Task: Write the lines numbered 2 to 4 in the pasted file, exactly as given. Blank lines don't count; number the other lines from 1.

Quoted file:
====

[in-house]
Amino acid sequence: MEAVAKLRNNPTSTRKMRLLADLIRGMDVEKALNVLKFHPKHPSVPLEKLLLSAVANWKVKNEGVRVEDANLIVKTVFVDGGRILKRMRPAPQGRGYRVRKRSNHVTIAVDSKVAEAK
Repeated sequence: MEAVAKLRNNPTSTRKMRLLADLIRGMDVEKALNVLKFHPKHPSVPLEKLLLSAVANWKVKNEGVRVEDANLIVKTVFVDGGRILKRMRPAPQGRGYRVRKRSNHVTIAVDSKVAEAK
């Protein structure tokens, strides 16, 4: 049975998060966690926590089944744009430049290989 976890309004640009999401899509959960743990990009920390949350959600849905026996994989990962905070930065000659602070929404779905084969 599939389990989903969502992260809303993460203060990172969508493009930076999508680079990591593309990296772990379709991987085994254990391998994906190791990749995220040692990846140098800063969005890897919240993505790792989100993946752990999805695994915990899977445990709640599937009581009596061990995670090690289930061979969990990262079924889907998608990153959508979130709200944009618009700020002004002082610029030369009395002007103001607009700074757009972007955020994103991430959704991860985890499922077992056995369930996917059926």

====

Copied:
Amino acid sequence: MEAVAKLRNNPTSTRKMRLLADLIRGMDVEKALNVLKFHPKHPSVPLEKLLLSAVANWKVKNEGVRVEDANLIVKTVFVDGGRILKRMRPAPQGRGYRVRKRSNHVTIAVDSKVAEAK
Repeated sequence: MEAVAKLRNNPTSTRKMRLLADLIRGMDVEKALNVLKFHPKHPSVPLEKLLLSAVANWKVKNEGVRVEDANLIVKTVFVDGGRILKRMRPAPQGRGYRVRKRSNHVTIAVDSKVAEAK
């Protein structure tokens, strides 16, 4: 049975998060966690926590089944744009430049290989 976890309004640009999401899509959960743990990009920390949350959600849905026996994989990962905070930065000659602070929404779905084969 599939389990989903969502992260809303993460203060990172969508493009930076999508680079990591593309990296772990379709991987085994254990391998994906190791990749995220040692990846140098800063969005890897919240993505790792989100993946752990999805695994915990899977445990709640599937009581009596061990995670090690289930061979969990990262079924889907998608990153959508979130709200944009618009700020002004002082610029030369009395002007103001607009700074757009972007955020994103991430959704991860985890499922077992056995369930996917059926």